I am running a conditional random forest model using the party package in R, with the goal of quantifying variable importance (permutation importance) for 29 predictor variables. My response variable is binary (Yes/No).
The predictor variables consist of 27 categorical (mixture of binary and multi-level) and 2 continuous variables. As I am predominantly focused on variable importance, it is useful to check for multicollinearity/associations between predictors, since the inclusion of two I highly correlated/associated variables could lead to one appearing highly important, while the importance of the other is deflated (someone correct me if I'm wrong here).
The issue I have is the quantification of association between categorical and continuous predictors. Goodman and Kruskals Tau tests revealed no problematic associations between the categorical variables, while pearsons correlations revealed no issues for the continuous variables. However, Kruskal Wallis H tests revealed significant associations (alpha = 0.05) for a third of each of the pairwise comparisons between the continuous and categorical variables.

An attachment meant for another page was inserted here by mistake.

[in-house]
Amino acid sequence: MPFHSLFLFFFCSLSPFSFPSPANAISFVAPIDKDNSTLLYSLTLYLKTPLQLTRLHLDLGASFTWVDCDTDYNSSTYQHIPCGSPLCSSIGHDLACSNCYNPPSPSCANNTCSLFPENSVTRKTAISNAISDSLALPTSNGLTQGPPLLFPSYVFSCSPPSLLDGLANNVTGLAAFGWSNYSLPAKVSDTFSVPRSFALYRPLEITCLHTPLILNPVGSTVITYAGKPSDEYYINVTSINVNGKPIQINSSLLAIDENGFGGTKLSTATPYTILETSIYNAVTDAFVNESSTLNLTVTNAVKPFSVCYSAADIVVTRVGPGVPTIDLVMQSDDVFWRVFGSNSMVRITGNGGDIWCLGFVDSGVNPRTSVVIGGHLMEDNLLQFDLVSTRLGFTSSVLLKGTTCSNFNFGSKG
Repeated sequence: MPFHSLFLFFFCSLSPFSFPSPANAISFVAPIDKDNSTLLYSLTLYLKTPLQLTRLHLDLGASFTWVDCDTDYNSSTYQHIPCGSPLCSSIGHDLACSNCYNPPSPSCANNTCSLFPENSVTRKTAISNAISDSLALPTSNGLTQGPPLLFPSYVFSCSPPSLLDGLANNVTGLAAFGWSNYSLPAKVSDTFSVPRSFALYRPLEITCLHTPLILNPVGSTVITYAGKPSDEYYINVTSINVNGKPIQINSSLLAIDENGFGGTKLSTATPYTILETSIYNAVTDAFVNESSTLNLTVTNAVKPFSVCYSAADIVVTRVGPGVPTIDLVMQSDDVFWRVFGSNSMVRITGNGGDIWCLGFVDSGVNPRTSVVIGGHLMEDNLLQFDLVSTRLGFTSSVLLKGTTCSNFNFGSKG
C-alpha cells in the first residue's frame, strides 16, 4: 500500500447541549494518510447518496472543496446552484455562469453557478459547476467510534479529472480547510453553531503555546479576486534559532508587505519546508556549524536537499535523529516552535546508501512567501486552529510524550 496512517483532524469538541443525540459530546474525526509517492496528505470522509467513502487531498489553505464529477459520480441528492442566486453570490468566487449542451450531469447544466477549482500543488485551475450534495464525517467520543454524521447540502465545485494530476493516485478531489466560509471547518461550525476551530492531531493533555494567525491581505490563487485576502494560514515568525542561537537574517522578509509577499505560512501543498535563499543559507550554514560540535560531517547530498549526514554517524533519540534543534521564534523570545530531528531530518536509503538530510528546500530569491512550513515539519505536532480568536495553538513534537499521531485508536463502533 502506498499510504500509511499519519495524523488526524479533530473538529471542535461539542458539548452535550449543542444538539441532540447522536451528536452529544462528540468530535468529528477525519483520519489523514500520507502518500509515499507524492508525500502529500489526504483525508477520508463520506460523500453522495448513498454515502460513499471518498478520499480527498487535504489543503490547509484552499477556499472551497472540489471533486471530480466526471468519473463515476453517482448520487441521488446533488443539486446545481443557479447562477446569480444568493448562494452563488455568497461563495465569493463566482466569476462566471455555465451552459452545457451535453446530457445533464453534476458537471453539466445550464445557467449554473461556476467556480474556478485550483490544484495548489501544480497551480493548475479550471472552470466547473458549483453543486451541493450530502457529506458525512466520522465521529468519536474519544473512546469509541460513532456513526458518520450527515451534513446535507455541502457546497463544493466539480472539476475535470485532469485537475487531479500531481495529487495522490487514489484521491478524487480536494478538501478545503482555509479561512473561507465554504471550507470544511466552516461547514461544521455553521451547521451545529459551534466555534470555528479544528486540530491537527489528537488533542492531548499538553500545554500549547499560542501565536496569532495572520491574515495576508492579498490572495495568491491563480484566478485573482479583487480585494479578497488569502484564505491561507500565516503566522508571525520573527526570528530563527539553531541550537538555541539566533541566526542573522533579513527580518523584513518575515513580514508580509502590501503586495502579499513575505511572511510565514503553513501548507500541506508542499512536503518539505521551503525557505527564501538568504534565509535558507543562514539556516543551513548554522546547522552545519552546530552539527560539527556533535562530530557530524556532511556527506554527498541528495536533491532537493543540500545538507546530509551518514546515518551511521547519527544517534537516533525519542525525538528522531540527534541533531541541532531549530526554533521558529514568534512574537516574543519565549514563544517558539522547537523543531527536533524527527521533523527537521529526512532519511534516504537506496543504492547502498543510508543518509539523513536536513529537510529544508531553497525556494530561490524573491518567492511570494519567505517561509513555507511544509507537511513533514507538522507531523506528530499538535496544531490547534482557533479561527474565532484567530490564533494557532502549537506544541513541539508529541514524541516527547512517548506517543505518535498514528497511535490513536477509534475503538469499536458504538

Based on the above, I have two questions:
When using the Kruskal-Wallis H test to check for associations between predictors, with the aim of removing highly correlated/associated variables, is 0.05 the typical removal threshold?
Are there other statistical approaches for testing multicollinearity/associations between a mixed set of categorical and continuous variables (with >2 levels), especially prior to running a random forest?